Yet to the rest of the world, the U.S. remains a soccer backwater: like it or not, folks. So a key part of the bid remains convincing FIFA that the passion for the sport that needs to be present at a World Cup is in the U.S.. This is, indeed, why the bid committee has adopted the slogan “THE GAME IS IN  US”, and has pushed an online petition gaining over 250,000 signatures. The US bid website is notably low on an emphasis on MLS (the league is not even mentioned on the “GAME IS IN US” page) and high on pushing the diverse culture of the game: “It is in our schoolyards and stadiums, our church parking lots and cornfields, our back alleys and beachfronts, pulsing through our cities and suburbs and countryside alike.”

World Cup Legacy
Downs (Q&A with World Football Insider): “Because we have the luxury of not having to spend hundreds of millions or even billions of dollars on construction of airports and roadways and stadiums and infrastructure in our cities, we can afford to focus on some of the more social aspects of a World Cup. By that I mean leaving a legacy of using the sport for positive social change or for promoting “green” aspects of staging the competition that may alter the way people think of sports for decades to come.”

This is an interesting angle to take, and a poke in the eye for one of the U.S.’s main competitor’s, Russia, who would need enormous infrastructure work done.  Though it may be unfair, it’s no surprise Russia is already fending off concerns that neighbouring Ukraine’s struggles to prepare for the 2012 Euros may be repeated by Russia.

It is, however, not evident to me exactly what Downs means about the social and green aspects of the bid, so it’ll be interesting to see the details of that slightly speculative point come out. Right now, the US’s bid page on social change touts the many worthy causes American soccer organisations like MLS currently fund and support, but there is little on what a future World Cup would bring, and no mention of environmental plans: one could say that the need to build very little infrastructure wise is the greenest aspect of the U.S. bid, though the carbon miles from travel across the US would obviously be far, far greater than, say, England.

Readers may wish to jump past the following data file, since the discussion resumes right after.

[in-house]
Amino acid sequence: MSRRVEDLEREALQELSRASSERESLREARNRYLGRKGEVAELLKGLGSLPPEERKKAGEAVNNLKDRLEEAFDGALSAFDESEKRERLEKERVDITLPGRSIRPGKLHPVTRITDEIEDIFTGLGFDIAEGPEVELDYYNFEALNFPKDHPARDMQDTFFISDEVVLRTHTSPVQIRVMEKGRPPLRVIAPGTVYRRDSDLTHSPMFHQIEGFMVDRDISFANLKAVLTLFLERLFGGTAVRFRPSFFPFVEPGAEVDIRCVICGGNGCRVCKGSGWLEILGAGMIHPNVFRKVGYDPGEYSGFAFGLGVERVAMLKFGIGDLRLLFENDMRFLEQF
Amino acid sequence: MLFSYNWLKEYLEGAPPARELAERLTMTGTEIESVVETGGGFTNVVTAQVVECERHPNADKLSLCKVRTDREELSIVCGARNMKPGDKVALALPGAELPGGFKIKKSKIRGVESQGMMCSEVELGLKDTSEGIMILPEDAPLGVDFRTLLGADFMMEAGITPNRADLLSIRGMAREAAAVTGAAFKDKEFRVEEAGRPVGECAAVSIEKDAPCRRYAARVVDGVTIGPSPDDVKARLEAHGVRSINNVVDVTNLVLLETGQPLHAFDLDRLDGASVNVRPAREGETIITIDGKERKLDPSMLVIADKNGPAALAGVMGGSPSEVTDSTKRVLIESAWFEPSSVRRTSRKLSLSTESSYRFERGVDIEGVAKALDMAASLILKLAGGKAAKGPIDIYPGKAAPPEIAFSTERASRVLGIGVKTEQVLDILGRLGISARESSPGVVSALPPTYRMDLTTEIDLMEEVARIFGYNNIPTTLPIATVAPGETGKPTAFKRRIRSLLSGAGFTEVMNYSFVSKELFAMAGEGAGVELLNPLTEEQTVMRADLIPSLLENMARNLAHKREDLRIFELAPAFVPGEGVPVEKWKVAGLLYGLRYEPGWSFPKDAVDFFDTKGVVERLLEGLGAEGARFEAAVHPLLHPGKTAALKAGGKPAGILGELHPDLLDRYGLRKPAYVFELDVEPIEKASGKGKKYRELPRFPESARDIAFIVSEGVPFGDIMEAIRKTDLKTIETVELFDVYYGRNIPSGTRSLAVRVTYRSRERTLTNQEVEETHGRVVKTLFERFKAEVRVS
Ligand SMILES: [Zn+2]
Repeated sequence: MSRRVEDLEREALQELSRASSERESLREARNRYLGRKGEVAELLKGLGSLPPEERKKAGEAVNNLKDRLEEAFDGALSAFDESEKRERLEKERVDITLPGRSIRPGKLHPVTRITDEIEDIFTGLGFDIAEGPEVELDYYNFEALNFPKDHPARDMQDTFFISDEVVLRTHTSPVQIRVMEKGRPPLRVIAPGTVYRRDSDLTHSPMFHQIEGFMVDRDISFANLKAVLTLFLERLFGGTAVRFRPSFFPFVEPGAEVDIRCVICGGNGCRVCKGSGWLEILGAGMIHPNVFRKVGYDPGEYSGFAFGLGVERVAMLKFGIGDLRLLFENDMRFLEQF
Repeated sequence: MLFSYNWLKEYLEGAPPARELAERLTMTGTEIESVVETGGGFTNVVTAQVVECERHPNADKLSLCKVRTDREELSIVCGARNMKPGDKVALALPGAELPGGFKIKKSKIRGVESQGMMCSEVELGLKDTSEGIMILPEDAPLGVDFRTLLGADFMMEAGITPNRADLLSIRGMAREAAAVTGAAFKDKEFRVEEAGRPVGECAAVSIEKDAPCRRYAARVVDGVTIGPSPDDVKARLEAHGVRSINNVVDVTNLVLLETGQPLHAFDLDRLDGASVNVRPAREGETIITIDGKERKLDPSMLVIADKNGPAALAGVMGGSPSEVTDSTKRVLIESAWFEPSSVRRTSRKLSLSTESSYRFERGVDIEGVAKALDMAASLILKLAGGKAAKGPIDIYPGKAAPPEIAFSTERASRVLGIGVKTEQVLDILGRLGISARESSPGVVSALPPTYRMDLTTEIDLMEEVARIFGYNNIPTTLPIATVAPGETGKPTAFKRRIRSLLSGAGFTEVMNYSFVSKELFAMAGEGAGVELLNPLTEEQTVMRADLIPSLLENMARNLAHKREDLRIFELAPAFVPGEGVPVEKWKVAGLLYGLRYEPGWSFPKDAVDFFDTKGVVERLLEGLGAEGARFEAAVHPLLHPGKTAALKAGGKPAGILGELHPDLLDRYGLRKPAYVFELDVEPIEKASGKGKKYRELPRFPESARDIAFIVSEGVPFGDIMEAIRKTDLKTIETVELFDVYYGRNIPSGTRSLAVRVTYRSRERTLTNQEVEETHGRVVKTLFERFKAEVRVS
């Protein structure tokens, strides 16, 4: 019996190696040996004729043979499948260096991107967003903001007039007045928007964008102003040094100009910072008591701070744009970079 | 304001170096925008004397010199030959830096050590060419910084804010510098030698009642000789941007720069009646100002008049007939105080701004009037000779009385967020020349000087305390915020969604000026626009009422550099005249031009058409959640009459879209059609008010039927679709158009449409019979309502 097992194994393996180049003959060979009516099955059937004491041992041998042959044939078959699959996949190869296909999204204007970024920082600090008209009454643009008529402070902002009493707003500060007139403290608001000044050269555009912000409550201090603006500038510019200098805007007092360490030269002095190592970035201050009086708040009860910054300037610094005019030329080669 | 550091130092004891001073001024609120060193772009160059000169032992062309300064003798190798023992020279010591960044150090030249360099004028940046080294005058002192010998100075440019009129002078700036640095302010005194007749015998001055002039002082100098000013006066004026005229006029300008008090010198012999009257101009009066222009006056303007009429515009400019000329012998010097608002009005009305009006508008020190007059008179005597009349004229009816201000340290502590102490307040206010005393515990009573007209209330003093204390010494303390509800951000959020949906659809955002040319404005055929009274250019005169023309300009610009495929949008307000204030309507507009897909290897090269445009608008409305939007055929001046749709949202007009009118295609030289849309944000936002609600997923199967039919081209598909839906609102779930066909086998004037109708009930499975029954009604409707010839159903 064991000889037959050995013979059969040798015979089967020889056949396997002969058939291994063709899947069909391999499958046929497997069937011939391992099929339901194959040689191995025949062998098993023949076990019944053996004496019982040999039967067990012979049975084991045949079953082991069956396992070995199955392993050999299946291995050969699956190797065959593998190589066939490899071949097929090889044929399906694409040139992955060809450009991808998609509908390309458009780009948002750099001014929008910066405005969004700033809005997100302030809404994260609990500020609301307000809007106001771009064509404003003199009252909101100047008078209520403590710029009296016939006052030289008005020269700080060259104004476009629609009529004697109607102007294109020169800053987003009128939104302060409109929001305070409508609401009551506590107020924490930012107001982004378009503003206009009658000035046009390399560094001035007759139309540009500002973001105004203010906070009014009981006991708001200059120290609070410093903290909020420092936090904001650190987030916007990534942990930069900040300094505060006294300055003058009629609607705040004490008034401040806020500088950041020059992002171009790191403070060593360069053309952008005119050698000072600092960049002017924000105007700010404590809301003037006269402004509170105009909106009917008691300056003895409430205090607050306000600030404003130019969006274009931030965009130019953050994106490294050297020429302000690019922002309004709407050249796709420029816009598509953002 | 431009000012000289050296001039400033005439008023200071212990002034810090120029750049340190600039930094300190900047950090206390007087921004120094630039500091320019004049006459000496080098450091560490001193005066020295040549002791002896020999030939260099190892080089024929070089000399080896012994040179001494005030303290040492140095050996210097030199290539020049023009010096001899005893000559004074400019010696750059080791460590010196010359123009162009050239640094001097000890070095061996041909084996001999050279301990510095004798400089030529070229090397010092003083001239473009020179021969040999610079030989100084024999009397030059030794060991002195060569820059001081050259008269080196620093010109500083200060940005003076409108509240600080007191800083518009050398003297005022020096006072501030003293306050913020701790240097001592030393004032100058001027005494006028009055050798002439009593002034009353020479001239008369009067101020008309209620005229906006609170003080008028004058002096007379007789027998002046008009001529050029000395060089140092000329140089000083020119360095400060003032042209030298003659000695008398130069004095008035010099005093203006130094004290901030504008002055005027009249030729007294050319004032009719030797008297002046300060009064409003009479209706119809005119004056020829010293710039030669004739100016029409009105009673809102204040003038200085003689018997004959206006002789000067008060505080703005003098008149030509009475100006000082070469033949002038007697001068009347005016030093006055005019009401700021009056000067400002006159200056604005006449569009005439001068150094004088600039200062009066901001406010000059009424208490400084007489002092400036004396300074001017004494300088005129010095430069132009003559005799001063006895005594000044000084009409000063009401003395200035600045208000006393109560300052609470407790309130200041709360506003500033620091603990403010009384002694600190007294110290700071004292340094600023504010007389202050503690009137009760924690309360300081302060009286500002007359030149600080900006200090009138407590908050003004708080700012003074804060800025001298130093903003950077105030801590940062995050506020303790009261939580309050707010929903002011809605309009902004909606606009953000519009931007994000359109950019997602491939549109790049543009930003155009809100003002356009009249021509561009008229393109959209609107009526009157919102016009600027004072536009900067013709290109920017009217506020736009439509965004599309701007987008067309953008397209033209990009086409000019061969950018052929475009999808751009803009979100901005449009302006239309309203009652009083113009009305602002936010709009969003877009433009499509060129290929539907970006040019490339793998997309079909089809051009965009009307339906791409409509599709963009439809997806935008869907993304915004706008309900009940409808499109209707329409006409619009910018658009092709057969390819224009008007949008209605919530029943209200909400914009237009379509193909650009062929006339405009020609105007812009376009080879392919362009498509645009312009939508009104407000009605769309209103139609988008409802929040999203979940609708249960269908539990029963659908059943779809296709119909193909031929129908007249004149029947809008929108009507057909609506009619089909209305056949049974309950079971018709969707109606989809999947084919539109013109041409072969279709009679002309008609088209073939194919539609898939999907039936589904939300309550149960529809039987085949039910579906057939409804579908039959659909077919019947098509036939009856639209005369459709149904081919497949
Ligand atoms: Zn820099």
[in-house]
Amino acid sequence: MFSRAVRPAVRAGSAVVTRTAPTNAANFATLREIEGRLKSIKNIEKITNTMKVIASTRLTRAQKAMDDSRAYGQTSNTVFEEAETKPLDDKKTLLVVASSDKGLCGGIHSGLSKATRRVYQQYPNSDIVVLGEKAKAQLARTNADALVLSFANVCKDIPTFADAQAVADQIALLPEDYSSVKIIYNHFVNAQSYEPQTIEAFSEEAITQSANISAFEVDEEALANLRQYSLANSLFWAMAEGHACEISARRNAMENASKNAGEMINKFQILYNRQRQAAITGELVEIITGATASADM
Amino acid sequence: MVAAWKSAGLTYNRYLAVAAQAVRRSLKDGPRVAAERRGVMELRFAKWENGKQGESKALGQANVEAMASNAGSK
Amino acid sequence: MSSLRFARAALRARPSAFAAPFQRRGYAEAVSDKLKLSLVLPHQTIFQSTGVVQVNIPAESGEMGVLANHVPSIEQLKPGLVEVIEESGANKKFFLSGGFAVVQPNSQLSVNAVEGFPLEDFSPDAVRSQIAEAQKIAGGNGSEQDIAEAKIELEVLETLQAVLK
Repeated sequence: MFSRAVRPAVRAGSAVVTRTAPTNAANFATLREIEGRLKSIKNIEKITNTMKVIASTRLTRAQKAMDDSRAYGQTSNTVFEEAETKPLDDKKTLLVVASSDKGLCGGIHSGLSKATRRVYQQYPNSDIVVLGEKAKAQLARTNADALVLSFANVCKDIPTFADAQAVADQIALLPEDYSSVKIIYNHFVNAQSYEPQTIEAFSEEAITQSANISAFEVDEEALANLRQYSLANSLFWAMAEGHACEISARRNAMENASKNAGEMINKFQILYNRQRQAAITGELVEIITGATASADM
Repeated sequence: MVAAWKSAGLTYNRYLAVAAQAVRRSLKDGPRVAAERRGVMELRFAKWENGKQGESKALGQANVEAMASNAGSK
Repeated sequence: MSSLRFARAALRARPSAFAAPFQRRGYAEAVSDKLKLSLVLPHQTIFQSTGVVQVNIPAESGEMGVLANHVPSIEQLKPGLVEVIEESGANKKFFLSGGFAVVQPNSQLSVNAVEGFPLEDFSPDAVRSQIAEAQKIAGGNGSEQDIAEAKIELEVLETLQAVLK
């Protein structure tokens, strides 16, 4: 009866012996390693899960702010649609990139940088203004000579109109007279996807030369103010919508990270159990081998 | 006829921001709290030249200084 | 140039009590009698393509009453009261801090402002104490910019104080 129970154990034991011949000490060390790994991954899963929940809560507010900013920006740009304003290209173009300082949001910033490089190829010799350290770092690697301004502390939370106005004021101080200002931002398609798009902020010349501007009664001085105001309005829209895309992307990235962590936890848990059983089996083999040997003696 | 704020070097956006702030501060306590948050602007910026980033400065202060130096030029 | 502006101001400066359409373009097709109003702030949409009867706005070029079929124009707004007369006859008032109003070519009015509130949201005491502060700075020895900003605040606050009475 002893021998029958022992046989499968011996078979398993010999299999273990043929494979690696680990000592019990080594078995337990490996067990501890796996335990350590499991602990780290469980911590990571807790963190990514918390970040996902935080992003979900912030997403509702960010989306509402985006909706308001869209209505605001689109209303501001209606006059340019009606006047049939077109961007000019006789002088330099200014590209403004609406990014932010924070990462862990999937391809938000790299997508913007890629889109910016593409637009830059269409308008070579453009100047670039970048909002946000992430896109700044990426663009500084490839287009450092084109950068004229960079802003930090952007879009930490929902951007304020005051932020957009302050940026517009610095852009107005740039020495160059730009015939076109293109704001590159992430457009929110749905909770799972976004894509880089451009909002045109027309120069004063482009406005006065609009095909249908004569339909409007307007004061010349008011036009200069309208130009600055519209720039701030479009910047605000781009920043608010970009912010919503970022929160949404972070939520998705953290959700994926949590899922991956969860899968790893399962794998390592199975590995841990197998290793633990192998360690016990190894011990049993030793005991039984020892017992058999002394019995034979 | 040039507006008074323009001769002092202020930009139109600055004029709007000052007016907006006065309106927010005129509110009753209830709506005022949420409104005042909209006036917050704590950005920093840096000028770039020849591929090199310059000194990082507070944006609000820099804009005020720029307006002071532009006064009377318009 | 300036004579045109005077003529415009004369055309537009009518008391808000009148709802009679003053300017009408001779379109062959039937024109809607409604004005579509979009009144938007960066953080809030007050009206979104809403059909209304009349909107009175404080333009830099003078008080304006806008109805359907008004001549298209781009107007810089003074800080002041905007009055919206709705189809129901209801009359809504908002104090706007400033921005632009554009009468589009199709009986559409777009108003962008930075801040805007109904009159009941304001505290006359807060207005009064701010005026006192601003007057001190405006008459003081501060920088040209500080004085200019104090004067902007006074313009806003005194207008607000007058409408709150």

But the most important part of the legacy claim for FIFA is the potential of the World Cup to spring American soccer to the next level, and Downs is smart in stating this would be a long-term benefit evident in the years before 2018 or 2022 as well as after:

If there is a World Cup coming to a city near you in a decade’s time, or whatever the actual time turns out to be, I think that will absolutely be on every youth soccer player’s mind. We’ve encouraged the cities that are in dialogue with us to have a decade-long marketing program that will promote the sport in their market through everything from staging international exhibitions with the top clubs in the world to youth tournaments. I think it’s only logical that if we have this World Cup on the horizon to inspire us all, it will be in the marketing plans of companies throughout the country that use sports in their marketing and that will have an enormous effect.

One Year To Go
So far, the American bid has been a model of smoothness (I’m looking at you, England), and in each area of emphasis, the U.S. has strong evidence to support its claims. The bid is compelling on the face of it, and the key challenge over the next twelve months will be a tough one: navigating the internal politics of FIFA’s Executive Committee — something Chicago’s Olympic bid spectacularly failed to achieve with regard to that similarly impenetrable edifice, the IOC.  24 men of FIFA, many of them not known for their rectitude, will decide if all the above means anything or not.